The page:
English Place-name Society

Survey of English Place-Names

A county-by-county guide to the linguistic origins of England’s place-names – a project of the English Place-Name Society, founded 1923.

Gallica Bridge

Early-attested site in the Parish of Ryme Intrinseca

Historical Forms

  • Galliger Bridge 1765 Tayl
  • Gall Acre [Bridge] 1795 Boswell
  • Lytell Gallow(e)acre, Lytle Gallow(e)acre 1563 Glyn
  • Gallow(e) Aker 1599 Glyn
  • Galloweacre Wood(e), Gallowaker Wood(e) 1563,1599 Glyn
  • Gallo(w)acre Wo(o)dd 1599 Glyn
  • Gallacre, Gallaker 1563,1599 Glyn 1611 DuCo 1623 Ct
  • Gallaker Cops 1650 ParlSurv
  • Gallaker Wood, Gallager Copps 1599 Glyn
  • dua prati voc' Galacres 1618 Ct
  • Boarden Bridge 1811 OS
  • Gallaker River 1623 Ct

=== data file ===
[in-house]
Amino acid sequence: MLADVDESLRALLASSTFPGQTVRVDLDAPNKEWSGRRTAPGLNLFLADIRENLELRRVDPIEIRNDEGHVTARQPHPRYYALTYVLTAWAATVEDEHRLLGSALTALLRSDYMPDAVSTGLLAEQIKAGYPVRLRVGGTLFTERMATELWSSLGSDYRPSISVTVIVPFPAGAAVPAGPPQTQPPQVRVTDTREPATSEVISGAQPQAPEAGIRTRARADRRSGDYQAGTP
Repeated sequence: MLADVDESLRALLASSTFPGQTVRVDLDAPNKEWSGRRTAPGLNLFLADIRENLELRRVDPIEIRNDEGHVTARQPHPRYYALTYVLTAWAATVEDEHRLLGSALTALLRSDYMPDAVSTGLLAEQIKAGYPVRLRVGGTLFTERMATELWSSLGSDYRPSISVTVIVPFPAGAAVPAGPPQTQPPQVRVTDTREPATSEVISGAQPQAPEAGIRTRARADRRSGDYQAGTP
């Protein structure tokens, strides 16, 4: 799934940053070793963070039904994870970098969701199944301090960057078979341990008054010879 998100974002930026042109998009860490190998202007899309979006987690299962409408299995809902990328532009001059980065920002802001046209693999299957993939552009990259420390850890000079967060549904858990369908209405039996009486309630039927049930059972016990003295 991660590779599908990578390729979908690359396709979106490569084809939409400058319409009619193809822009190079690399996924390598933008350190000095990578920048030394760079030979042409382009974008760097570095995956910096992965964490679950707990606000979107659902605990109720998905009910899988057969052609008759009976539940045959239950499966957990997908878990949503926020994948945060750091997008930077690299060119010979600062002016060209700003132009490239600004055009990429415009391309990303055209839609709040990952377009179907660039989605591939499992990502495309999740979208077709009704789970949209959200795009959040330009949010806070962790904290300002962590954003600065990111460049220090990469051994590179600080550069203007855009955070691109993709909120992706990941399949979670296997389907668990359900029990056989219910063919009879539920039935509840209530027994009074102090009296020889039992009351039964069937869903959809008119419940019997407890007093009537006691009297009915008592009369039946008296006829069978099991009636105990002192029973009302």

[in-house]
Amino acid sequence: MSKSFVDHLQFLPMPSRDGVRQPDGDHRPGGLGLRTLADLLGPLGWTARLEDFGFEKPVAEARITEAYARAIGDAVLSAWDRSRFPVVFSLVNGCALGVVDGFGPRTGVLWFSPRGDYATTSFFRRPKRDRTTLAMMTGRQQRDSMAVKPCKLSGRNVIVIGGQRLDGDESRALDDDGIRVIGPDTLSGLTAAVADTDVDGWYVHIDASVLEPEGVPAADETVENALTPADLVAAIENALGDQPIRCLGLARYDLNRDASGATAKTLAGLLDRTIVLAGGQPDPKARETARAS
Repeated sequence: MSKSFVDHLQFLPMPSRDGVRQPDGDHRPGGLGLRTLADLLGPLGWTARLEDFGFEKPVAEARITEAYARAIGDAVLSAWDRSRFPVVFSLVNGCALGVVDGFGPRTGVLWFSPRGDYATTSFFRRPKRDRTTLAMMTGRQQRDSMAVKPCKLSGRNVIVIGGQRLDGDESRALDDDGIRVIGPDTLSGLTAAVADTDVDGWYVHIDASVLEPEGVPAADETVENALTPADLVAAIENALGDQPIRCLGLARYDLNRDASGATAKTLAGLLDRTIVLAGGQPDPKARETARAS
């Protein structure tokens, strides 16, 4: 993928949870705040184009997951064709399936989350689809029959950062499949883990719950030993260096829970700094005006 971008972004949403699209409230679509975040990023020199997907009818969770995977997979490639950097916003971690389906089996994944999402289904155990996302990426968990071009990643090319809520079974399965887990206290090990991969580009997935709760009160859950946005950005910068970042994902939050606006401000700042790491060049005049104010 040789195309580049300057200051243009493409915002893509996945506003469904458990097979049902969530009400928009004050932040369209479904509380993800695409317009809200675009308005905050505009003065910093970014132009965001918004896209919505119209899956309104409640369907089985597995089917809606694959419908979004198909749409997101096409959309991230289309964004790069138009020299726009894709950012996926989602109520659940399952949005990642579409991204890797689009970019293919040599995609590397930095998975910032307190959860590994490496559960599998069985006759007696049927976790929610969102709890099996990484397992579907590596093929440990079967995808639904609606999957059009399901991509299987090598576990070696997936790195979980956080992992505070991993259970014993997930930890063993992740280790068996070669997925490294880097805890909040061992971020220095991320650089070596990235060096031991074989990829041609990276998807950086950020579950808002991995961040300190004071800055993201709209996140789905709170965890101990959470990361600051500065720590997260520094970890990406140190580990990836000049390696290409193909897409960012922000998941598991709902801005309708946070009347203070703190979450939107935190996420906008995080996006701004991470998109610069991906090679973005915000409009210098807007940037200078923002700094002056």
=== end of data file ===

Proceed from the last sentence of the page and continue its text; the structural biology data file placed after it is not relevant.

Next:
Gallica Bridge (ST 572101), Galliger Bridge 1765 Tayl, Gall Acre [Bridge]1795 Boswell, named from Lytell Gallow (e )acre , Lytle Gallow (e )acre 1563Glyn , Gallow (e ) Aker 1599Glyn , Galloweacre Wood (e ), Gallowaker Wood (e )1563, 1599Glyn , Gallo (w )acre Wo (o )dd 1599Glyn ; Gallacre , Gallaker 1563, 1599Glyn , 1611DuCo , 1623Ct , Gallaker Cops 1650ParlSurv , Gallaker Wood , Gallager Copps 1599Glyn , dua prati voc ' Galacres 1618Ct . This is 'gallows acre', that is 'plot of arable or cultivated land near the site of a gallows', v. galga , æcer . The bridge (Boarden Bridge 1811 OS, from borden 'made of boards or planks') is where the Dorchester-Ilchester Roman road crosses the stream (R. Elsford) forming the Do-So county bdy: the stream is in fact called Gallaker River 1623Ct . The recent Latinate rationalization to Gallica (from Gallacre ) is to be noted, cf. the comment in Good that 'it is at least a remarkable coincidence that a bridge, on an admittedly Roman road, should have a name so familiar in the Latin tongue, unless its origins do indeed go back to that remote time' (The Old Roads of Dorset 28).